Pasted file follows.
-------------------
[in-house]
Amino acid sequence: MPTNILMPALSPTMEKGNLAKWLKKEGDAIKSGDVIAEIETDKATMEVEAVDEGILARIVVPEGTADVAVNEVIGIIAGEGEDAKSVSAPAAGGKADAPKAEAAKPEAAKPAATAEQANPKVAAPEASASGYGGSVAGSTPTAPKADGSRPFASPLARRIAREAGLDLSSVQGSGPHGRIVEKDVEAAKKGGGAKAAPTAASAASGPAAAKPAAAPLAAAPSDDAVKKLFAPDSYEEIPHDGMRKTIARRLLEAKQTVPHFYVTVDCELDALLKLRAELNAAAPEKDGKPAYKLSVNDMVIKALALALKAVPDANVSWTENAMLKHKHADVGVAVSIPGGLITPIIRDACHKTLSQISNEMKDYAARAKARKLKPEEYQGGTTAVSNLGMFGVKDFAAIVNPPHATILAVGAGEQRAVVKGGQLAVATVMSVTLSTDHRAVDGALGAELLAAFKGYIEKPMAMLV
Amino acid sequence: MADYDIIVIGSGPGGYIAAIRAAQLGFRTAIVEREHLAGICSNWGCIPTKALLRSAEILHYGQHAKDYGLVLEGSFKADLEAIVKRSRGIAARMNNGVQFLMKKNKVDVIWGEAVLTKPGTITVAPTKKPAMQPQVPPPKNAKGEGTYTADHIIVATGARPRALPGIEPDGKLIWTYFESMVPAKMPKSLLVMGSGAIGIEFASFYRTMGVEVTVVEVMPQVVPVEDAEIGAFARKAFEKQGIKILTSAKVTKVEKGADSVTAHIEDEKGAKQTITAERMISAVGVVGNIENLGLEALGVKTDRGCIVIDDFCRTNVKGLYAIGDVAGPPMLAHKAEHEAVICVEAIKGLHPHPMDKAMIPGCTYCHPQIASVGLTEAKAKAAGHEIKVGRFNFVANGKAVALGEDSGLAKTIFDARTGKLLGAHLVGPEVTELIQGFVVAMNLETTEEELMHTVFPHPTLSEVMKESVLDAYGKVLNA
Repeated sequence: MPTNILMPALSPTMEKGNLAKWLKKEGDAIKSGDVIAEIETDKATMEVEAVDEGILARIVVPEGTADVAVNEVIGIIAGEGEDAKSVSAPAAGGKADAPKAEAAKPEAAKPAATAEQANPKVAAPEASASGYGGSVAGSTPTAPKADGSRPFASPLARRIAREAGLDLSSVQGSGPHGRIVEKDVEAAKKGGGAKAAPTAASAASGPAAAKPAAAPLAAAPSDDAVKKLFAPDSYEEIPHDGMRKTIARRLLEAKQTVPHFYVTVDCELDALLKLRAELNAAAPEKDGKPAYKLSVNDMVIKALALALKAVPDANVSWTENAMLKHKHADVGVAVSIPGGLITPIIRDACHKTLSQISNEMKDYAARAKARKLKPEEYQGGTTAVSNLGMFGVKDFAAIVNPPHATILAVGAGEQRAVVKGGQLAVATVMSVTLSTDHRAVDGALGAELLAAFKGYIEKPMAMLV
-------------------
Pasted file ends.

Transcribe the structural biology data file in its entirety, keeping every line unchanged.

[in-house]
Amino acid sequence: MPTNILMPALSPTMEKGNLAKWLKKEGDAIKSGDVIAEIETDKATMEVEAVDEGILARIVVPEGTADVAVNEVIGIIAGEGEDAKSVSAPAAGGKADAPKAEAAKPEAAKPAATAEQANPKVAAPEASASGYGGSVAGSTPTAPKADGSRPFASPLARRIAREAGLDLSSVQGSGPHGRIVEKDVEAAKKGGGAKAAPTAASAASGPAAAKPAAAPLAAAPSDDAVKKLFAPDSYEEIPHDGMRKTIARRLLEAKQTVPHFYVTVDCELDALLKLRAELNAAAPEKDGKPAYKLSVNDMVIKALALALKAVPDANVSWTENAMLKHKHADVGVAVSIPGGLITPIIRDACHKTLSQISNEMKDYAARAKARKLKPEEYQGGTTAVSNLGMFGVKDFAAIVNPPHATILAVGAGEQRAVVKGGQLAVATVMSVTLSTDHRAVDGALGAELLAAFKGYIEKPMAMLV
Amino acid sequence: MADYDIIVIGSGPGGYIAAIRAAQLGFRTAIVEREHLAGICSNWGCIPTKALLRSAEILHYGQHAKDYGLVLEGSFKADLEAIVKRSRGIAARMNNGVQFLMKKNKVDVIWGEAVLTKPGTITVAPTKKPAMQPQVPPPKNAKGEGTYTADHIIVATGARPRALPGIEPDGKLIWTYFESMVPAKMPKSLLVMGSGAIGIEFASFYRTMGVEVTVVEVMPQVVPVEDAEIGAFARKAFEKQGIKILTSAKVTKVEKGADSVTAHIEDEKGAKQTITAERMISAVGVVGNIENLGLEALGVKTDRGCIVIDDFCRTNVKGLYAIGDVAGPPMLAHKAEHEAVICVEAIKGLHPHPMDKAMIPGCTYCHPQIASVGLTEAKAKAAGHEIKVGRFNFVANGKAVALGEDSGLAKTIFDARTGKLLGAHLVGPEVTELIQGFVVAMNLETTEEELMHTVFPHPTLSEVMKESVLDAYGKVLNA
Repeated sequence: MPTNILMPALSPTMEKGNLAKWLKKEGDAIKSGDVIAEIETDKATMEVEAVDEGILARIVVPEGTADVAVNEVIGIIAGEGEDAKSVSAPAAGGKADAPKAEAAKPEAAKPAATAEQANPKVAAPEASASGYGGSVAGSTPTAPKADGSRPFASPLARRIAREAGLDLSSVQGSGPHGRIVEKDVEAAKKGGGAKAAPTAASAASGPAAAKPAAAPLAAAPSDDAVKKLFAPDSYEEIPHDGMRKTIARRLLEAKQTVPHFYVTVDCELDALLKLRAELNAAAPEKDGKPAYKLSVNDMVIKALALALKAVPDANVSWTENAMLKHKHADVGVAVSIPGGLITPIIRDACHKTLSQISNEMKDYAARAKARKLKPEEYQGGTTAVSNLGMFGVKDFAAIVNPPHATILAVGAGEQRAVVKGGQLAVATVMSVTLSTDHRAVDGALGAELLAAFKGYIEKPMAMLV